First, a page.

"Folder Size will analyze your hard drives"
Folder Size is an elegant little utility that will scan the folders on your drives and produce easy-to-digest information about the size of their contents. It may not be groundbreaking, but it does what it claims it will without any fuss and is a very light software.
The installation could not be easier and in under a minute it should be complete. Once you launch it however you will need to choose to scan one of your drives or a specific folder within your drive to get the ball rolling - and that could take a couple of minutes depending on the size of the drive or the folder.
Folder Size is compatible with Windows 98, Me, XP, 2000, Vista, 7, and 8.
In many ways the interface of Folder Size resembles Windows Explorer. It features a navigation column on the left side, and the corresponding content on the right side. Also on the bottom half of the right side are charts that analyze the usage of the selected element (along with the option to choose between pie and bar charts).
Towards the top of the interface are various icons that allow users to open and save projects, scan specific drives or folders, and even choose whether the folder sizes should be displayed in bytes, Kilobytes, Megabytes or Gigabytes.
All in all it is a relatively easy interface to get accustomed to.
Generally speaking Folder Size is very basic but that is part of the beauty of this utility and it isn't bogged down by any unnecessary baggage.
Some additional features such as the ability to print or export results to PDF, CSV, XML or even TIFF formats can be unlocked by purchasing a personal or professional license. Similarly, there is a filter for folders that can help navigating through large or cluttered drives that is available in the personal and professional versions.
Still, the free version is undoubtedly enough for most users and the quality of both the bar and pie charts that it can generate are very impressive.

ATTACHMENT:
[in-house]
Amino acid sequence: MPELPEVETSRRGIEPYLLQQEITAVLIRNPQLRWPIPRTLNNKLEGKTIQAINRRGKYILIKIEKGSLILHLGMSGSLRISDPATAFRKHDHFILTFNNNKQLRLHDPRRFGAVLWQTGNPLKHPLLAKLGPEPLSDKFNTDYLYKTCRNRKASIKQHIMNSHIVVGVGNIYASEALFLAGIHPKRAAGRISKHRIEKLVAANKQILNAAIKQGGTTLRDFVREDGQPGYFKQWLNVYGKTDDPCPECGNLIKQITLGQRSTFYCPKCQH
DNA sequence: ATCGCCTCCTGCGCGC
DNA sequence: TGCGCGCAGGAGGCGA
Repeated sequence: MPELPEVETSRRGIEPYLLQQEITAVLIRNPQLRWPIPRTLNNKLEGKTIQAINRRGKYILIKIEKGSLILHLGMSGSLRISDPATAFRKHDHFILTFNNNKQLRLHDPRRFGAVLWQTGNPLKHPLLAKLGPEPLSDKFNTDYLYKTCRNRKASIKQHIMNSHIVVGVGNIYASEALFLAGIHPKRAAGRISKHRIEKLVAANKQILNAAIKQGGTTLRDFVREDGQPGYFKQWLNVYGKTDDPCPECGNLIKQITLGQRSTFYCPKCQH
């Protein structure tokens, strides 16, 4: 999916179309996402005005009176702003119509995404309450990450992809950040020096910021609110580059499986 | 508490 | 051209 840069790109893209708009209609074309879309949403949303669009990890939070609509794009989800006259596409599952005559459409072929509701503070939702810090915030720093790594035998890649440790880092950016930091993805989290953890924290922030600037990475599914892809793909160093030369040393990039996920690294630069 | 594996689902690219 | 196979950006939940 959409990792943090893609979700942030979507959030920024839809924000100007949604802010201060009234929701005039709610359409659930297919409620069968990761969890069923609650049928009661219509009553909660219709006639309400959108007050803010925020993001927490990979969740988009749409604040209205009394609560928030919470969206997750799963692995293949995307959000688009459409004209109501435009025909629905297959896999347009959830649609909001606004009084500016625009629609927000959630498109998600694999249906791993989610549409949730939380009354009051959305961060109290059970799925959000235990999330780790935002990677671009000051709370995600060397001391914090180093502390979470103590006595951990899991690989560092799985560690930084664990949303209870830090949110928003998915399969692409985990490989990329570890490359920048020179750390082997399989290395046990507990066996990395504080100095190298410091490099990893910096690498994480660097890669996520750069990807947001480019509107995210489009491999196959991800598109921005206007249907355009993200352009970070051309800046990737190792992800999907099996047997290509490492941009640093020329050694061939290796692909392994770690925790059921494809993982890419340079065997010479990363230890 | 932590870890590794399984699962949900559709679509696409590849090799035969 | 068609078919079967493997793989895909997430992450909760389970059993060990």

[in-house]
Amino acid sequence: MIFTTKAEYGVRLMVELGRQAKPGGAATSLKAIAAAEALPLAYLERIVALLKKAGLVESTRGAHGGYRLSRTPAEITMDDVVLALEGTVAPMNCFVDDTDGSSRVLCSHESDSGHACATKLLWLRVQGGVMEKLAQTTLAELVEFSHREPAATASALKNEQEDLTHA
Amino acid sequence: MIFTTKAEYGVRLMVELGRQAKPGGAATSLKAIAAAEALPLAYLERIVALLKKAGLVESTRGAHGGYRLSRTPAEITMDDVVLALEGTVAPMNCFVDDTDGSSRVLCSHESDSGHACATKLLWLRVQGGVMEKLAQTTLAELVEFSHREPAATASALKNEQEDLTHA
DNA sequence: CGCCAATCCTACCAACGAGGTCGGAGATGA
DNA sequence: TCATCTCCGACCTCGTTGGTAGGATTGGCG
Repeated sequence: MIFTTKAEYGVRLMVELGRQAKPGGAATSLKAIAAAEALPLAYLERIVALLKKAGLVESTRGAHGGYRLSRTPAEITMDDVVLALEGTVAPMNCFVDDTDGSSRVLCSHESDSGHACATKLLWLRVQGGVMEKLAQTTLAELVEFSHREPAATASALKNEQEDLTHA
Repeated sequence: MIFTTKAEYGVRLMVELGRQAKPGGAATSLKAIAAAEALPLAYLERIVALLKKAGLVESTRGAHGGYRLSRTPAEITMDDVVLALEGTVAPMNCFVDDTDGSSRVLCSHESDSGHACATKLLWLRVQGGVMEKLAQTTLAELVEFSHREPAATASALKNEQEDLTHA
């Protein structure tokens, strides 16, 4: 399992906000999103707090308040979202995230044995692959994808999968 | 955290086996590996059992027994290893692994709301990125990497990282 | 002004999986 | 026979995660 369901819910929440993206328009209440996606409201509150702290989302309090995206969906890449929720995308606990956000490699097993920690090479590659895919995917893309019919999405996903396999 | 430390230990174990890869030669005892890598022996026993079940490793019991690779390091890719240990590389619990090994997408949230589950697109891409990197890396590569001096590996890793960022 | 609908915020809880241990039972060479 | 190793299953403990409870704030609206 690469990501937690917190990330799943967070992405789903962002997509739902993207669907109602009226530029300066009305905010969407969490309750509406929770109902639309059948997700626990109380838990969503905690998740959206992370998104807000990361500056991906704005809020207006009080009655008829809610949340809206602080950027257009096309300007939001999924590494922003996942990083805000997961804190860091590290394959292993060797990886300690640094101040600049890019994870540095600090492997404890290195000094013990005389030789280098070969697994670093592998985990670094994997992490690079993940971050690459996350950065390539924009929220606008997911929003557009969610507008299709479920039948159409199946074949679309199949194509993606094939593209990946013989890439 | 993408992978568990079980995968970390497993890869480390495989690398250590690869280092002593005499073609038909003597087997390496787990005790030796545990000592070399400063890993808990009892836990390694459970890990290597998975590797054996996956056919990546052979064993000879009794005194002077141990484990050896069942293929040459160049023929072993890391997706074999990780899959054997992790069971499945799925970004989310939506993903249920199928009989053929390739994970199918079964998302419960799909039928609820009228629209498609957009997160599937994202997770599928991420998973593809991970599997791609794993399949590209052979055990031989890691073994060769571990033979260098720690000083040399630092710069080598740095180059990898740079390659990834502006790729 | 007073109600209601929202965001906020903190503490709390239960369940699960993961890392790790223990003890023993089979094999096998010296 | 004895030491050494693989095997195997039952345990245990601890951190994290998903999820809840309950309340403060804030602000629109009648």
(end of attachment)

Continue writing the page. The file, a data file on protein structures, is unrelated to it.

UNICODE support added in version 3 is invaluable, just like the ability to scanÂ system and backup folders, a feature introduced in version 3.4. With the later, you can now easily spot the space lost for backups or used by the OS in its system folders.
It is worth pointing out that in order for the charts to work Adobe Flash Player needs to be installed in Internet Explorer though that is not stated in the requirements and so some users may find that they have issues with it.
One of the more popular commercial alternatives to Folder Size is the Folder Size & Analyze Professional utility. While it may have more features, the free version of this software is a lot more limited and can only scan a specific amount of files and folders.
Other alternatives exist as well such as Folder Size 2.5 (an entirely different utility), but that has issues running on Windows 7 and displays information within Windows Explorer instead of in its own interface. Furthermore it doesn't have any charts.
It may not win any awards, but Folder Size is actually a very handy utility for anyone who would like to be able to see a complete breakdown of how their drive space is being allocated. The developers have mentioned that a full-fledged 'find' feature should feature in later versions, and that is something to look forward to as well.
Requirements: CPU: Pentium-233 MHz or higher;128 MB RAM ;5 MB free hard disk space
What's new in this version: Empty folders report - zero size; Empty folders report - zero items; Empty files report - zero size; Increased largest, oldest, newest and other report items from 50 to 100; Faster startup; Position application inside screen area after switching from dual (multiple) to single monitor
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